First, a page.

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Why Older People Feel Cold More

The most common health complaint of older people around the world is that they feel cold in winter or when the room temperature changes. Find Bill Allin at http://billallin.com
Views: 2.025 Created 01/06/2013

Why Older People Feel Cold More

My father, who will be 81 soon, says the cold affects him very badly these days. So much so, that if he moves from a relatively warm room to a cooler temperature, he starts shaking and shivering uncontrollably. In addition he says he feels very cold "inside". - Helga C., internet question

Perhaps the most common complaint of elderly people who live outside of the subtropical zones of the world is about feeling cold, especially (but not exclusively) in winter.

Within the subtropical zones, older people may feel the heat more than they did when they were younger. (In the tropics, temperatures vary little throughout the year so the body adjusts to whatever the common ambient temperature norm is.)

A search for explanations for why older people feel cold more produces a variety of guesses, always based on the experience of the writer, either with herself or others close to her.

The most common explanation offered is poor circulation. It is true that blood vessels tend to get narrower as people get older. Cholesterol, in some blood vessels, makes the passage through them even smaller. Cholesterol accumulates in arteries, not in veins, and mostly in the core of the body, not in the extremities.

Blood circulation alone could not account for feeling cold, especially in extremities such as hands and feet. So long as blood is flowing to the feet, for example, heat is travelling from the body core to the feet. Where is it going once it reaches the feet? It is obviously not hanging around long enough.

Blood thinners are often labeled as the cause for older people feeling the cold more than younger folks. Thinner blood is needed for those with high blood pressure. Thinner blood should travel faster through blood vessels and people with high blood pressure should have blood pumping near the optimum all the way to the feet. Neither of these should account for cold feet.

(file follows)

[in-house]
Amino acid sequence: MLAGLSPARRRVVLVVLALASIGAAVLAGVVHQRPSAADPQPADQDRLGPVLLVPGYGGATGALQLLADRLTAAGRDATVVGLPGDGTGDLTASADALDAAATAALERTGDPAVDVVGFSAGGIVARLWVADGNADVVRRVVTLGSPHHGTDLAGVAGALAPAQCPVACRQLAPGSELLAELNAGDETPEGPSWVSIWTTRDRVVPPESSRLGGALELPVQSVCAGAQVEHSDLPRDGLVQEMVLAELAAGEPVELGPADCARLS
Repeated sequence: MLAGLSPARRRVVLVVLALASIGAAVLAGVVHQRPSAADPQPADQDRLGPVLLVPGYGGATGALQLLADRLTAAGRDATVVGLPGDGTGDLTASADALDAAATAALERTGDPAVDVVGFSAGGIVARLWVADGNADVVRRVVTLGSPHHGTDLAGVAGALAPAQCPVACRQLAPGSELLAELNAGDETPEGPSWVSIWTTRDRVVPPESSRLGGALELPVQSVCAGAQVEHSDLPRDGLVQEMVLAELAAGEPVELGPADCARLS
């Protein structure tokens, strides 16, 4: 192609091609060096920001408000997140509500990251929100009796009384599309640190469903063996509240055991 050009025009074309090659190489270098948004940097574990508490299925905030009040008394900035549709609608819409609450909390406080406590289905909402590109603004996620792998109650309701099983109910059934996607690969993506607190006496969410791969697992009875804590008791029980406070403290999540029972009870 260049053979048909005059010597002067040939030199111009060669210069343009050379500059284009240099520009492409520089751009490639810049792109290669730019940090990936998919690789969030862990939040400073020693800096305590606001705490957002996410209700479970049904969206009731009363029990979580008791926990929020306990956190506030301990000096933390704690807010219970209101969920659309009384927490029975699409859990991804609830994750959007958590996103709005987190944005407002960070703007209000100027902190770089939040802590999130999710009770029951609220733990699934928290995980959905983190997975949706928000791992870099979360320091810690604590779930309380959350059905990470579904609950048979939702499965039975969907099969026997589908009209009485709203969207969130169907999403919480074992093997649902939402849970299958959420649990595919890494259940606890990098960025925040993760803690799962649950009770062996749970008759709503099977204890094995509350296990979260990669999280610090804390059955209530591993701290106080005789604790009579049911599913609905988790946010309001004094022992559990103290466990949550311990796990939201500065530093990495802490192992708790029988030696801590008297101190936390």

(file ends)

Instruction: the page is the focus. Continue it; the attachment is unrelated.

My feet and hands sometimes feel extra cold, even when I am in a warmed house. At my age (into traditional retirement years) my blood pressure is on the low side of normal, never high. I do not take blood thinners. Again, if heat from my body core is not having a problem getting to my feet and hands, what is happening to the heat once it gets there?

Skin, particularly the epidermis, the extreme outer layer, gets thinner as people get older. Why?

The extreme outer layer of skin is comprised mostly of dead skin cells. These tend to hang onto what is below better when people are younger because their skin is moister with oil (and water). Younger people have more oil in their skin than older people.

As skin dries out, the outer layer of dead cells tends to flake off, exposing the layers that are underneath. That means the nerves are closer to the surface. The nerves are what make people feel cold (gives the sensation of being cold).

The skin also has fewer dead skin cells to act as insulation to prevent heat from escaping to the outside. Older people may notice dust flying around when they take off socks or put them on. That dust is dead skin cells. House dust itself is comprised mostly of dead skin cells. Older people see their skin getting thinner as they spot skin cells flying off into the air.

Thinner skin exposes feet and hands to ambient (room) air, which is always cooler than body temperature. Heat, as is nature's way, moves from a warmer place to a cooler place, so body heat in the feet and hands escapes through thin skin to the outside, making the person feel cold.

"I hate winter. I can't stand the cold" is a refrain I have heard countless times from elderly people in the cold climate country where I live. Some who can afford it move south to a warmer country during the cold season. Others simply have to bundle up.

Remember that heat escapes quickly from thinner skin, so extra insulation on the parts of the body that get cold should be considered essential.

Note that the core of the body may not feel cold, may not be cold. Warming the whole body just to get the hands and feet warm may not be the wisest choice. Putting the house thermostat up could raise the body's core temperature. Even a tiny rise in core temperature beyond what is normal for that body could have negative effects on health. Body cells and the immune system function best at a constant temperature.

In conclusion, older people feel cold easier than younger people, but the safest choice to make is to add insulation to the cold parts, not to warm the whole body beyond what is necessary.

Bill Allin is the author of Turning It Around: Causes and Cures for Today's Epidemic Social Problems, a book of help for parents and teachers of young children. Feeling cold is not a social problem in the usual sense, but as the Baby Boomers reach retirement age, it will become a very common problem.
Learn more at http://billallin .com

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